This article originally appeared in India Currents Magazine in March of 1995, under the title, "Out Of East Africa." It is reproduced here with the author's permission.
It would seem unavoidable that M.G. Vassanji, fresh from the critical success of his latest novel The Book Of Secrets, would be compared to other giants of the Canadian immigrant literary experience.
An academic with scholarly origins at M.I.T., Vassanji is known first as editor of the prestigious Toronto Review (formerly South Asian Review), a serious literary journal. His background as an Indian immigrant to Canada from a Commonwealth nation outside of India (Kenya) immediately places him amongst other Indo-Canadian writers of similar extraction and local artistic prominence: Michael Ondaatje (from Sri Lanka) and Neil Bissoondath (from Trinidad), among others.
Indeed, The Book Of Secrets evokes responses similar to those elicited by Ondaatje's 1992 Booker Prizewinner The English Patient. And yet it is clear that in many ways Vassanji's opus far outshines that of his celebrated countryman. While both novels deal with love and humanity, occasionally in Africa and sometimes around the time of World War II, The Book Of Secrets embraces a sage realism that harkens to an earlier style of storytelling, that of E.M. Forrester and Somerset Maugham, leaving its contemporaries grasping for the sense of history and cultural evolution that Vassanji so fully understands.
It is the story of a stolen diary --a book of secrets-- belonging to the British governor of a small fictitious town in Tangyanika (modern Tanzania) beginning at the start of this century. Around the diary is woven a fabulous yarn about a young Shamsi Indian and his mysterious wife, and the forces of world history that break down their door and haunt three generations of Tanzanian Indians.
It is an encompassing tale that meanders through lives, but makes its way back to the centre thread like improvisational jazz, as soothing and emotion-provoking. Beyond the obligatory travails of forbidden love and a dabbling in magic realism are explored truths of life, its organic qualities and tones --no implausible characters or dismissively unlikely events.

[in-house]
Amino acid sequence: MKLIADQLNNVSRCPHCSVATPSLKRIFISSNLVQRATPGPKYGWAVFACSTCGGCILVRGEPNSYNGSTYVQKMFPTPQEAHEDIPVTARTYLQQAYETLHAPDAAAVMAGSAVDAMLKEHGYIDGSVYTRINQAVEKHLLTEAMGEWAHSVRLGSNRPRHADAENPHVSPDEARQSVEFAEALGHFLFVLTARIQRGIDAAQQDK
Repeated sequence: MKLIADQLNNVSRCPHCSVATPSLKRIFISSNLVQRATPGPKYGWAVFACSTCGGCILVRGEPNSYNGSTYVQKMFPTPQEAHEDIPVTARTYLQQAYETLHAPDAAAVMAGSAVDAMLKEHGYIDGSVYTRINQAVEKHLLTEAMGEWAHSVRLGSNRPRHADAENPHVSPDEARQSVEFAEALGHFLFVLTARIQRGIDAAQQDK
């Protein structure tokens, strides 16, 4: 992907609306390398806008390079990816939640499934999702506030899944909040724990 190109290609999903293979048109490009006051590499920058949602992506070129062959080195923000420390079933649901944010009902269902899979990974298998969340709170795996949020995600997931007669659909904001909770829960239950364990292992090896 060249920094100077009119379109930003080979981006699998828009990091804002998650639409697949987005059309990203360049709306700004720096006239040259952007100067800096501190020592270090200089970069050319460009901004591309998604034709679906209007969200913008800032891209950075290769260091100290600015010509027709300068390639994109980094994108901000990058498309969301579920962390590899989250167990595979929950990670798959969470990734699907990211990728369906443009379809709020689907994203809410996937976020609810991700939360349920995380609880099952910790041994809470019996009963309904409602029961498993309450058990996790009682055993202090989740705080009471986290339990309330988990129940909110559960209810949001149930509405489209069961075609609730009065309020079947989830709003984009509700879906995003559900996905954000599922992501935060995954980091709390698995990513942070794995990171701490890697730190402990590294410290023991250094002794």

Told from the perspective of a retired Dar-es-Salaam teacher who finds the diary and reconstructs its story, Vassanji's tale is rich with memorable interlopers and vivid descriptions of Indian East Africa from 1913 to 1988. And despite the potency and simplicity of a very probable narrative, the engine that truly powers the novel is indeed its littleness in the face of the overwhelming historic events that engulf it.
From the small but impactive parts played by the colonies in two world wars, to the arrival of commercial wealth, Western ideals and Tanzanian independence, the tangible taste of observable history is the protagonist here. Casual reference to the migration of Indian culture to separated pockets of intense concentration --London, Dubai, Toronto and New York-- serves as a map of global change.
The evolution of community is an important theme in the book. The perseverance of Arab-Indian culture and the preservation of its community's central tenets despite geo-political tumult and commercial forces of change are binding strings kept strong and taught in Vassanji's thematic web.
Outstripping Ondaatje's international bestseller in importance and living vitality, Vassanji uses an effortless familiarity with East Africa's history and inhabitants as his vehicle for education, at times invoking the style and immediacy of Salman Rushdie's earlier jocular novels.
Vassanji's novel is a story of displacement, physical and emotional, and of one's search for importance, love and safety in the face of dramatic terrestrial machinations. In many ways, The Book Of Secrets is written for Eastern immigrants to the West, particularly in these times of shifting borders and alliances and of the emergence of the so-called new world order. "Mediocrity was the new order, and idealogical correctness," says the book's narrator of his new students. "The new generation of students who came were sent by a government seeking bureaucrats, not, as in the past, by a community eager to get ahead in the world."
But to epitomize the true flavour of the book, one must quote a film song oft recited by prancing school girls in The Book Of Secrets. "The world belongs to the one who loves," they sing, with more than a touch of sadness.